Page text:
The Friday Letter is the Association of Schools and Programs of
Public Health's weekly e-newsletter featuring the latest research,
opportunities and developments from CEPH-accredited schools and
programs of public health.
Last spring, the U.S. Food and Drug Administration unveiled a
$36 million ad campaign focused on the dangers of smokeless tobacco
use among rural teens. But the FDA’s “Smokeless
Doesn’t Mean Harmless” campaign may be doing more harm
than good, two noted North American public health researchers write
in the journal
For most people, cortisol, the vital hormone that controls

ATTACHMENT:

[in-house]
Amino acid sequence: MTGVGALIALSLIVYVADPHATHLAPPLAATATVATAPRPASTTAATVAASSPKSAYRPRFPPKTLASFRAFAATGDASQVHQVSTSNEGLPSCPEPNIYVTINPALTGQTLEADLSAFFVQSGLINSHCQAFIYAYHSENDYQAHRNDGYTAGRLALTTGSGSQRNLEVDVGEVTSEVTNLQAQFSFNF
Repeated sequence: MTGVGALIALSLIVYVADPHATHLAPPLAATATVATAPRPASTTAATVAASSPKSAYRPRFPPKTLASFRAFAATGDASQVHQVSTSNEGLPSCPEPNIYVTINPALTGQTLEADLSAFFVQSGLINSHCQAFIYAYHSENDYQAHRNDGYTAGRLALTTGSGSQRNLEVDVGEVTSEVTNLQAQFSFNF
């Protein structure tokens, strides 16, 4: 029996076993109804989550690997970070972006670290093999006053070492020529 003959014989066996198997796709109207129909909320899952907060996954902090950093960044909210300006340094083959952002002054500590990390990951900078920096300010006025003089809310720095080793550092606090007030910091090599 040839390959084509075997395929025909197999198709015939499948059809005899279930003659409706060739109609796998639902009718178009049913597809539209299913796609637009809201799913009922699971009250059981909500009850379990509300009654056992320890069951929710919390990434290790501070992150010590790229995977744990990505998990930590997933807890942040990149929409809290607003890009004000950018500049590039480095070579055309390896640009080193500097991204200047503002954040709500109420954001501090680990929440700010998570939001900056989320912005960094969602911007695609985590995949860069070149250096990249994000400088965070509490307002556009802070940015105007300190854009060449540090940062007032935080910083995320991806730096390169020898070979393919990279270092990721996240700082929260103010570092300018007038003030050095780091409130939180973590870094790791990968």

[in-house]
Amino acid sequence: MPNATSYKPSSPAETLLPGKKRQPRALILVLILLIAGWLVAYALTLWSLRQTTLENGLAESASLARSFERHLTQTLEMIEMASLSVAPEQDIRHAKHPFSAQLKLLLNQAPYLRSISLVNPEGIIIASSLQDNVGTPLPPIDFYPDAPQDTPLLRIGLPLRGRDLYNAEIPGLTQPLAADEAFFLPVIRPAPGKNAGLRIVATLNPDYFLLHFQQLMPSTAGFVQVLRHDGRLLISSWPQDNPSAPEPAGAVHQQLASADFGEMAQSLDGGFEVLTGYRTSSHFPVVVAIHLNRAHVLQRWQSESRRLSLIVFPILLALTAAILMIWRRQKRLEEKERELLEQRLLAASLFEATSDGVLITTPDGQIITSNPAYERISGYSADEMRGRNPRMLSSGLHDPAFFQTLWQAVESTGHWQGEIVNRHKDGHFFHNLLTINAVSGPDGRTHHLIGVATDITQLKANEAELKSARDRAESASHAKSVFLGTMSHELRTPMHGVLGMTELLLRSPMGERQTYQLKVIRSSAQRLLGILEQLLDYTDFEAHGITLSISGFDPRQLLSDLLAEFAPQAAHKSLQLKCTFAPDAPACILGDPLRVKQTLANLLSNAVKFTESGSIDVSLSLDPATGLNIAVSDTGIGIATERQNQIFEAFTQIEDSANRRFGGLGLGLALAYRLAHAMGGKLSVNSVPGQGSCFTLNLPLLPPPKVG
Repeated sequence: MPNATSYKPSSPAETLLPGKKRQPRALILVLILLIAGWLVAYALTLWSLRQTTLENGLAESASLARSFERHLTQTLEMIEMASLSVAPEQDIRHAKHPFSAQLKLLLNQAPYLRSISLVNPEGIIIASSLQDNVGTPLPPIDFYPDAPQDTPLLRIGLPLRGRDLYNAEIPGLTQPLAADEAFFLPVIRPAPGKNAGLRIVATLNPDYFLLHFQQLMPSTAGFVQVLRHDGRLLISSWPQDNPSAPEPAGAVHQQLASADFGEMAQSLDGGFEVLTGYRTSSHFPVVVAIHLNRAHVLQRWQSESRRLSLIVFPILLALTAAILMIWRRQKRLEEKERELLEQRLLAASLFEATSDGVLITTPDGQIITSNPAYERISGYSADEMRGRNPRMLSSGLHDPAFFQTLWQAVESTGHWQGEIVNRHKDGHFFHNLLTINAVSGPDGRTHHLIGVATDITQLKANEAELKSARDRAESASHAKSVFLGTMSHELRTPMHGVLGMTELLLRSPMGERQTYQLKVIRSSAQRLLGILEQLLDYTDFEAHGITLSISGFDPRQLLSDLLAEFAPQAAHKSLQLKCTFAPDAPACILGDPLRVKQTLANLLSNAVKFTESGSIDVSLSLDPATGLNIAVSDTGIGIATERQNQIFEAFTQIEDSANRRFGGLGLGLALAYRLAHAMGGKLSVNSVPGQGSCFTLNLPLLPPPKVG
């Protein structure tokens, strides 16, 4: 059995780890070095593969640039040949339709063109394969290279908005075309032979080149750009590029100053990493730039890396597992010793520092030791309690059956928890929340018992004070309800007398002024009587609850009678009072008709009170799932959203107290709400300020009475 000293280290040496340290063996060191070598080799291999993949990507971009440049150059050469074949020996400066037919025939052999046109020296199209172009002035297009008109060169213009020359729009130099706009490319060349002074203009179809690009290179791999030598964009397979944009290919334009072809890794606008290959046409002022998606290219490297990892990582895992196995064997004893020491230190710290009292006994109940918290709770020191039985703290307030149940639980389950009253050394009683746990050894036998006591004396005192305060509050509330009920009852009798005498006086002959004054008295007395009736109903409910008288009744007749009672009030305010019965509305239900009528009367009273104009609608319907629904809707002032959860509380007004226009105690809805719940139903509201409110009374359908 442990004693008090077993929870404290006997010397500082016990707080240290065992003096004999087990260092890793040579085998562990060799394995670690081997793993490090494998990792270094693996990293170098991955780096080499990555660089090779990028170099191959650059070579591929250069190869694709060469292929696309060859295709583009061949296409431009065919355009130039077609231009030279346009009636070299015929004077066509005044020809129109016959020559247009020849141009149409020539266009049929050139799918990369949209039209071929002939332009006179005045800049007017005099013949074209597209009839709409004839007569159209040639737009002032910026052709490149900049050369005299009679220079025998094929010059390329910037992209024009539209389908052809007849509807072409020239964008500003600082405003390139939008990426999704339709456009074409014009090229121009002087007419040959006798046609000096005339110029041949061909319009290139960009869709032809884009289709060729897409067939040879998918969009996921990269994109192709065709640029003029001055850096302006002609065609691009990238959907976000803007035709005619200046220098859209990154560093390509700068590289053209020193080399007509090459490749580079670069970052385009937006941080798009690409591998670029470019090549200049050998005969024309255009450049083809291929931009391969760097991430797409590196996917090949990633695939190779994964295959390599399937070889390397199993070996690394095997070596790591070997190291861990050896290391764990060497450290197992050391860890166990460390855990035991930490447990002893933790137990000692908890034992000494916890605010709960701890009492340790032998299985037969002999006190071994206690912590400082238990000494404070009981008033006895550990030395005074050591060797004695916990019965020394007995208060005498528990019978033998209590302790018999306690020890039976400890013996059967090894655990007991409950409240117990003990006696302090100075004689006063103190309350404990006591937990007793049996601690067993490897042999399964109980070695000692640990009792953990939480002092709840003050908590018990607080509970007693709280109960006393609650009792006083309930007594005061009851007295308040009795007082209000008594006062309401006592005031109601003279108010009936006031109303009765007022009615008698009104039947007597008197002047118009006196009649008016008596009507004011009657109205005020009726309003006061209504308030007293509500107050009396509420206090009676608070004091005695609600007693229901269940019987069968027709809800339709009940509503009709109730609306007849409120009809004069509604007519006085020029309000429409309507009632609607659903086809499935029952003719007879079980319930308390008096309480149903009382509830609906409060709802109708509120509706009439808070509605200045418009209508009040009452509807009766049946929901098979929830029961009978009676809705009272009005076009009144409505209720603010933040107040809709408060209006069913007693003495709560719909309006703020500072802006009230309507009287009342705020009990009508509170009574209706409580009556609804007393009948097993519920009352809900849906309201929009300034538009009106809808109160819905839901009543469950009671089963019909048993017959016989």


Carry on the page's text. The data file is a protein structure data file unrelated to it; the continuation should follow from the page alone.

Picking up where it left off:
stress, increases when they wake up. It’s the body’s
way of preparing us for the day. But in police officers
who’ve experienced intense stress on the job, cortisol
functions much differently, according to recent research from the
University at Buffalo and funded by the National Institute for
Occupational Safety and Health (NIOSH).
How do the lungs of e-cigarette users differ compared to
non-smokers and people who smoke traditional cigarettes? A pilot
study awarded to a University at Buffalo epidemiologist seeks to
provide some answers to that question.
The anxiety many men experience after being diagnosed with
prostate cancer may lead them to choose potentially unnecessary
treatment options, researchers from the University at Buffalo (UB)
and Roswell Park Cancer Institute report in a new study.